updated 07:25 pm EDT, Mon March 12, 2012
Motorola wanted complete access for Apple truce
The European Commission has posted details (PDF) of its approval of Google buying Motorola that may have uncovered an attempt to create a mostly one-sided licensing deal. Negotiations in late 2011 to reach a settlement had reportedly seen Motorola demand that Apple provide licensing for its entire non-standard patent collection just to get licenses for Motorola's 3G standards patents. Motorola had been aiming for a cross-licensing deal that would help all Android makers with the knowledge that Google's takeover might be approved.
An earlier portion of the document had suggested talks centered around "carve-outs" on both sides, but Apple had said that Motorola wanted unconditional access. EU officials approved Google's merger with Motorola in spite of this, noting that the "allegedly anti-competitive behaviour" on Motorola's part had begun before the merger started.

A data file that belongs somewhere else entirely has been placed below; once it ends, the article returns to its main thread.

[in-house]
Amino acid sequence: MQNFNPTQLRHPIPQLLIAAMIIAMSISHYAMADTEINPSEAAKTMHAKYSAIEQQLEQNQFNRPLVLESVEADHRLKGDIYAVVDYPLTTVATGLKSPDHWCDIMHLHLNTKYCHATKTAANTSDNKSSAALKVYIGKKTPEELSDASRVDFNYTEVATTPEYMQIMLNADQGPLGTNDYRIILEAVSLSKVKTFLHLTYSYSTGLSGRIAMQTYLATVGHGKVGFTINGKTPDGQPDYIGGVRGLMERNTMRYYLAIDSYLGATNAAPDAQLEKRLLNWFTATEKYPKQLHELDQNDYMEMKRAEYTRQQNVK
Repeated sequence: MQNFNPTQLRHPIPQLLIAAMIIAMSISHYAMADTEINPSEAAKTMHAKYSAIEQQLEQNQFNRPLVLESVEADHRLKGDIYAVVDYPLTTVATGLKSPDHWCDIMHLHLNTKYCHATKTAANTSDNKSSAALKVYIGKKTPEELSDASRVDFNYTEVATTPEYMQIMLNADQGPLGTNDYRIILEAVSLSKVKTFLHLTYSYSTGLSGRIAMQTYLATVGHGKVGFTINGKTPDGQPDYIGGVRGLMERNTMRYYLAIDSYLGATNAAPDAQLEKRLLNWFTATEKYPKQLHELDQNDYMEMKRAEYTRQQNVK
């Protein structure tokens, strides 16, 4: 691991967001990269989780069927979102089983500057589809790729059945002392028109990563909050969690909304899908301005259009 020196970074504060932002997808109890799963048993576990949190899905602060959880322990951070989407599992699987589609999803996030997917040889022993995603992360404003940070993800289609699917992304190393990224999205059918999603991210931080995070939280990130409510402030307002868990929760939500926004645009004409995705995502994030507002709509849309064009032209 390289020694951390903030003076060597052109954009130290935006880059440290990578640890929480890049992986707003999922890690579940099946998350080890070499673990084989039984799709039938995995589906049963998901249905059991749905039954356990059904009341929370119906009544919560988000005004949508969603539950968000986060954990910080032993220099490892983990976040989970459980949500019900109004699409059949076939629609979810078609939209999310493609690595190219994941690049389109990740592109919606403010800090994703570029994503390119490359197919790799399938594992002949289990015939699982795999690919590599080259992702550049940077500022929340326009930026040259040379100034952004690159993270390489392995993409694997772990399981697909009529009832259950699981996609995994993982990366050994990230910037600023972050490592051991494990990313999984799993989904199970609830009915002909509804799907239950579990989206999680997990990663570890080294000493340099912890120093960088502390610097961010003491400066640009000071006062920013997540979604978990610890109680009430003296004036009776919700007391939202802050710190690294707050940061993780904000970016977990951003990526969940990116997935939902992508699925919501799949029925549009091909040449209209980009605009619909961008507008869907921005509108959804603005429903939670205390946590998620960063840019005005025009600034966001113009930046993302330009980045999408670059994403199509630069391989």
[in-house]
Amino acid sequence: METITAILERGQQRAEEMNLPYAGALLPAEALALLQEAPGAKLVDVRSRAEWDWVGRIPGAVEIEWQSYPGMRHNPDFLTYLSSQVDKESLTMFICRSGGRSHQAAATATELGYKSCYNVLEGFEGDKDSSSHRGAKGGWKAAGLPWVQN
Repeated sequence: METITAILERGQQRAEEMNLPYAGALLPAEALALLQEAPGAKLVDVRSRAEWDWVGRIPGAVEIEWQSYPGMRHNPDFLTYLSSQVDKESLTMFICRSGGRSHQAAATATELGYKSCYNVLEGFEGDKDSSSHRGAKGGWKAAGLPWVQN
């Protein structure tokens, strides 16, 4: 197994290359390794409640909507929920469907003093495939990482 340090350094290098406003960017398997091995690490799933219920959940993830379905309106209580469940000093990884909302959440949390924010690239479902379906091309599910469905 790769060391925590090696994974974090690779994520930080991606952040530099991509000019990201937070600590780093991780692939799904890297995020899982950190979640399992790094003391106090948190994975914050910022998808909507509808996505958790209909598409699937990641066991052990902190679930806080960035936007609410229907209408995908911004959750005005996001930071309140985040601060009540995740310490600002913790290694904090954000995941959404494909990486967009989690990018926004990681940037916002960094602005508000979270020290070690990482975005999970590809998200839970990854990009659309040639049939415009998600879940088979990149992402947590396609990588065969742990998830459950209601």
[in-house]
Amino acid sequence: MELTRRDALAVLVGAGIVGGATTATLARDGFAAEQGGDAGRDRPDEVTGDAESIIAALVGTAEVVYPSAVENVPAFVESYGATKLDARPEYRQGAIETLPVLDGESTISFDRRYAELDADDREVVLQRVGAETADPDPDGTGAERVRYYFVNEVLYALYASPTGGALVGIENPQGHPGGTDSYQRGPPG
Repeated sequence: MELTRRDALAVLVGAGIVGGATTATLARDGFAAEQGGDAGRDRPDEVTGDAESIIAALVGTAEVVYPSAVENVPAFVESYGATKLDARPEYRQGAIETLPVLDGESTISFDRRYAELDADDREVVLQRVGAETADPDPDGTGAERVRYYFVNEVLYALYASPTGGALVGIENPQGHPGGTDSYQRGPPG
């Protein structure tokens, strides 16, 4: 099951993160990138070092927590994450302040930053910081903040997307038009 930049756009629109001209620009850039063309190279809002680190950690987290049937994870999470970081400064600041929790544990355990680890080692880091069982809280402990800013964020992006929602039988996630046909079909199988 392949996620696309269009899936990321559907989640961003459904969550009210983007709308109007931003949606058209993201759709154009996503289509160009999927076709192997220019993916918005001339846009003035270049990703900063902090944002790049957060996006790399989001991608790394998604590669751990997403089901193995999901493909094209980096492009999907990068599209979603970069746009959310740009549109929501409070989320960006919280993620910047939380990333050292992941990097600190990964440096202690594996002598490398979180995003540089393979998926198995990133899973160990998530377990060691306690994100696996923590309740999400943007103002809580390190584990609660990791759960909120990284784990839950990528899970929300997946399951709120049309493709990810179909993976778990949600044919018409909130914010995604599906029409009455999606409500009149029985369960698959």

The Commission portrayal would suggest that Apple had offered to make a deal that could potentially have ended many Android-related lawsuits. Motorola's insistence on getting cross-license deals even for Apple's most important patents behind the iPhone and iOS, however, may have cost Android as a whole. Apple is known to have made offers to Motorola and Samsung and, through the EC publication, is known to consider royalties and bans less important than simply protecting the parts it believes are truly unique.
Reasonableness for Motorola's demands might depend on just what Apple had intended to exclude and what it would do with those exempted patents. If it had intended to exclude many of the patents being used in existing lawsuits, a cross-licensing deal wouldn't have been useful in ending the worldwide disputes. If Apple had included these in a peace offer and been shot down, however, it would risk overreaching on Motorola's part and create a ripple effect for HTC, Samsung, and others. [via Florian Mueller]